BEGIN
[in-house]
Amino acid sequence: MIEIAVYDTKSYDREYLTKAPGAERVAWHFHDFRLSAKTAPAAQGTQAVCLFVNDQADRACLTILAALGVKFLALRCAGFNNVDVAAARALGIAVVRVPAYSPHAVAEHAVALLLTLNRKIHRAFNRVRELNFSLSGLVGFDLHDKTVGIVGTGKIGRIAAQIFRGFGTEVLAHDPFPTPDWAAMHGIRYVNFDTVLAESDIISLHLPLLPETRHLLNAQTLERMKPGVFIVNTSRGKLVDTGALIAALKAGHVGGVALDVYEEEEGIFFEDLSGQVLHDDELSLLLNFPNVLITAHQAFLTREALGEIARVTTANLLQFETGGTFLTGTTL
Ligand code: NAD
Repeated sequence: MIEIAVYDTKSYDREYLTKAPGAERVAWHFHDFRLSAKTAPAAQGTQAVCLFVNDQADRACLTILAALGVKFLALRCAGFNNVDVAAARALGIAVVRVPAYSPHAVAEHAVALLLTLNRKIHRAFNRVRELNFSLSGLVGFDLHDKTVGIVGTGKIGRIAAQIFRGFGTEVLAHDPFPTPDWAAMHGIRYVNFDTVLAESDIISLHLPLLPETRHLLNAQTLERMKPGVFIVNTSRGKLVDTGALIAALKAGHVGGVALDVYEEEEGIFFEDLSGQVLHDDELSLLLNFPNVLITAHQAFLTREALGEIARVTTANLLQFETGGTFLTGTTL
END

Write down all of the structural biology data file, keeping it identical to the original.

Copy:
[in-house]
Amino acid sequence: MIEIAVYDTKSYDREYLTKAPGAERVAWHFHDFRLSAKTAPAAQGTQAVCLFVNDQADRACLTILAALGVKFLALRCAGFNNVDVAAARALGIAVVRVPAYSPHAVAEHAVALLLTLNRKIHRAFNRVRELNFSLSGLVGFDLHDKTVGIVGTGKIGRIAAQIFRGFGTEVLAHDPFPTPDWAAMHGIRYVNFDTVLAESDIISLHLPLLPETRHLLNAQTLERMKPGVFIVNTSRGKLVDTGALIAALKAGHVGGVALDVYEEEEGIFFEDLSGQVLHDDELSLLLNFPNVLITAHQAFLTREALGEIARVTTANLLQFETGGTFLTGTTL
Ligand code: NAD
Repeated sequence: MIEIAVYDTKSYDREYLTKAPGAERVAWHFHDFRLSAKTAPAAQGTQAVCLFVNDQADRACLTILAALGVKFLALRCAGFNNVDVAAARALGIAVVRVPAYSPHAVAEHAVALLLTLNRKIHRAFNRVRELNFSLSGLVGFDLHDKTVGIVGTGKIGRIAAQIFRGFGTEVLAHDPFPTPDWAAMHGIRYVNFDTVLAESDIISLHLPLLPETRHLLNAQTLERMKPGVFIVNTSRGKLVDTGALIAALKAGHVGGVALDVYEEEEGIFFEDLSGQVLHDDELSLLLNFPNVLITAHQAFLTREALGEIARVTTANLLQFETGGTFLTGTTL